MADRID (Reuters) - Some of Spain’s biggest port terminals came to a standstill on Monday as shipping companies redirected cargos to avoid a dockers’ strike.
After months of talks between unions, companies and the Spanish government over a reform of port hiring practices, dockers held the first of several planned strikes to protest against possible job losses.
Some container shipping firms such as Maersk (MAERSKb.CO) re-routed boats destined for the southern port of Algeciras to get around the strike, during which dockers will stop working every other hour on Monday, Wednesday and Friday this week.
Alternative destinations used by firms included Portugal, Morocco and Malta.
Five further days of industrial action have also been called for next week, raising the prospect that the shift to rival ports could have lasting consequences, especially for those handling merchandise not ultimately destined for Spain.
“Let me tell you, eight days of strikes will completely shatter the port of Algeciras,” Manuel Moron, who heads up the port authority there, wrote in a column, in EuropaSur local newspaper on Monday.
Algeciras is a trans-shipment hub used by firms to unload cargo and redistribute it onto other boats heading elsewhere in Europe or the Middle East.
An Algericas terminal operated by APM, which belongs to the Maersk Group, had ground to a halt on Monday as there were no ships, a port spokeswoman said. A second smaller terminal was operating during the hours between the strike.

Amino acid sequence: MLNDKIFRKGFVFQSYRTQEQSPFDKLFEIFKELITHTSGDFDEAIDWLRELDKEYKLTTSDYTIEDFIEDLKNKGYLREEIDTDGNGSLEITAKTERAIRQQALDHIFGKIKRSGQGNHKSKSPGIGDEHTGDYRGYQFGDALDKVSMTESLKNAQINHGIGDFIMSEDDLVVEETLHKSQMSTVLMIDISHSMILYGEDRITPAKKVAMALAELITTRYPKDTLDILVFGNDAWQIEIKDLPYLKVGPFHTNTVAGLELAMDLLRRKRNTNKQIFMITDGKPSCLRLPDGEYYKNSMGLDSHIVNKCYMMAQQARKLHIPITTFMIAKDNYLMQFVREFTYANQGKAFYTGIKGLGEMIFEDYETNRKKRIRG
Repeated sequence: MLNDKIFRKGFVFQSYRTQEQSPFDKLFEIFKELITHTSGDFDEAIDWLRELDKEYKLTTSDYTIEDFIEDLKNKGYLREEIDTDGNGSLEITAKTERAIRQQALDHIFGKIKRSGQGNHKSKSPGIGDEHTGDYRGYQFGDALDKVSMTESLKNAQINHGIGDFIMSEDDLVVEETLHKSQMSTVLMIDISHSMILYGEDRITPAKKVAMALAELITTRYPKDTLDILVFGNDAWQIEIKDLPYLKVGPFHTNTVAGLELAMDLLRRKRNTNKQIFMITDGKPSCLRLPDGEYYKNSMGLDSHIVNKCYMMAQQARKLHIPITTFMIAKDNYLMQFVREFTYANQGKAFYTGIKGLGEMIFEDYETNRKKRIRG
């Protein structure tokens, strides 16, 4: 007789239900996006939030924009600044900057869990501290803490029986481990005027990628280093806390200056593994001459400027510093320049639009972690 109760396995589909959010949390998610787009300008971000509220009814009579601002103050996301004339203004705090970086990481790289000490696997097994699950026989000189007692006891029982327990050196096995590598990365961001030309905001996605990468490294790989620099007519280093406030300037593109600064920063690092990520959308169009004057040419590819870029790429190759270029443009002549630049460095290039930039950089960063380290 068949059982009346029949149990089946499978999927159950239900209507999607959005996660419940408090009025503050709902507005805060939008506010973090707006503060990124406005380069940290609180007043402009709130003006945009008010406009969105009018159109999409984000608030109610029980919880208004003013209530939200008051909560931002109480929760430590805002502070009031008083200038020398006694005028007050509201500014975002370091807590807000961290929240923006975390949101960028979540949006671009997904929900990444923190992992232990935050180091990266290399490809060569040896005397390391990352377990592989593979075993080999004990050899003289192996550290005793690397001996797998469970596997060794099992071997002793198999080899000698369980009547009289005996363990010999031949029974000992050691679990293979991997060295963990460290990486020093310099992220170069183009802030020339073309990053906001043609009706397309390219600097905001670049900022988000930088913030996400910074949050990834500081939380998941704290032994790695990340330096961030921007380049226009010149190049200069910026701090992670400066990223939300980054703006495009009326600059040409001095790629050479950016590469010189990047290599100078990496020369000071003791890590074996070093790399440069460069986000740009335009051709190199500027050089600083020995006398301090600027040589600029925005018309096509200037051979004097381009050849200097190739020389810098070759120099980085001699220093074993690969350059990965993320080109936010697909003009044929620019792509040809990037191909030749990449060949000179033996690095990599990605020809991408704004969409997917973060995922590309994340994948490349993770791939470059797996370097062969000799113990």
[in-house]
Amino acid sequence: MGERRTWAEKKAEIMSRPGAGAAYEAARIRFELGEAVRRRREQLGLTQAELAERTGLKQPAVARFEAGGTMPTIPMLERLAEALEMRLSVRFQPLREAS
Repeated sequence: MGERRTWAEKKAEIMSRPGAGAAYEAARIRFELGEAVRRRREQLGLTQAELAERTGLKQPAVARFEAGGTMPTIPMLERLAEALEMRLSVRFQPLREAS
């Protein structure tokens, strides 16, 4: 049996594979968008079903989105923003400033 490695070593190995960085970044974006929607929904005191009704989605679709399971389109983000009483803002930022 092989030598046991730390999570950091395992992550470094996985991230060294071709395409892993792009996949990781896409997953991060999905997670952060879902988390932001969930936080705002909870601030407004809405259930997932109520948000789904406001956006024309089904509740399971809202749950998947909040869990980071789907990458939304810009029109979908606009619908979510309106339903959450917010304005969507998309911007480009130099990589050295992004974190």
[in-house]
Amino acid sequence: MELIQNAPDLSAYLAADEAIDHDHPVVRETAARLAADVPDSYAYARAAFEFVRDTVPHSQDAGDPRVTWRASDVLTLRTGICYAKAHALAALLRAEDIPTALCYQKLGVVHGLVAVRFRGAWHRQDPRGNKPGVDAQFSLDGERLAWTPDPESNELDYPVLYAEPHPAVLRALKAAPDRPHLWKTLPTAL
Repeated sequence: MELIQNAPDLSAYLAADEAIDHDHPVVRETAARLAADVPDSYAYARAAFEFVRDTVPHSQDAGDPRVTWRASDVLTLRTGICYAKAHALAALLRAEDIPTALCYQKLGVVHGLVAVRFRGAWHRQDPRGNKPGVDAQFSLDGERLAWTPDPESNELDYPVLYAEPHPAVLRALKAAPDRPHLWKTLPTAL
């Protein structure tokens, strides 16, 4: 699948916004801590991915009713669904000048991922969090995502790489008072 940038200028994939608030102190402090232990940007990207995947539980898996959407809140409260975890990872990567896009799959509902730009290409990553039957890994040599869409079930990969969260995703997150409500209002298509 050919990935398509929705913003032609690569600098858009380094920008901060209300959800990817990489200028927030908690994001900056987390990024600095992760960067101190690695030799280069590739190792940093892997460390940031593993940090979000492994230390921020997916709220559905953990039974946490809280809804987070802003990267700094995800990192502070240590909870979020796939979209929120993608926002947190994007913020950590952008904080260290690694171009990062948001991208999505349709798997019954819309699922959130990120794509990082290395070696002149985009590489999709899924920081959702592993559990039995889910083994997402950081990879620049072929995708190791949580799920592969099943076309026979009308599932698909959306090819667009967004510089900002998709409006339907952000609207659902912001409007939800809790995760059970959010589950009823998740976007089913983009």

Valencia, on the eastern Mediterranean coast and the biggest export and import port in Spain, was functioning during the appointed hours, a spokesman said.
Spanish companies adjusted their production strategies, staggering exports or speeding them up before the strike, to limit the knock-on effects on their business. About two thirds of Spain’s imports and exports, a key element of the recovering economy, are moved through the country’s docks.
Seat, part of German carmaker Volkswagen (VOWG_p.DE) and which has a big plant near Barcelona’s port, had already shipped out vehicles as soon as they were ready to avoid a build-up in cars waiting to be exported, a source at the company said.
The government said minimum services were being upheld at ports to ensure perishable goods such as fruit and vegetables were getting through and passenger services were not disrupted.
The ports reform, which aims to crack down on closed-shop hiring in a heavily unionized sector as demanded by the European Union, was passed through parliament in mid-May after a series of setbacks and clashes between political parties.
Workers broke off subsequent talks with port representatives over how to implement the new law in a disagreement over safeguarding more than 6,000 docker jobs.
Reporting by Sarah White, Angus Berwick and Madrid TV; Editing by Angus MacSwan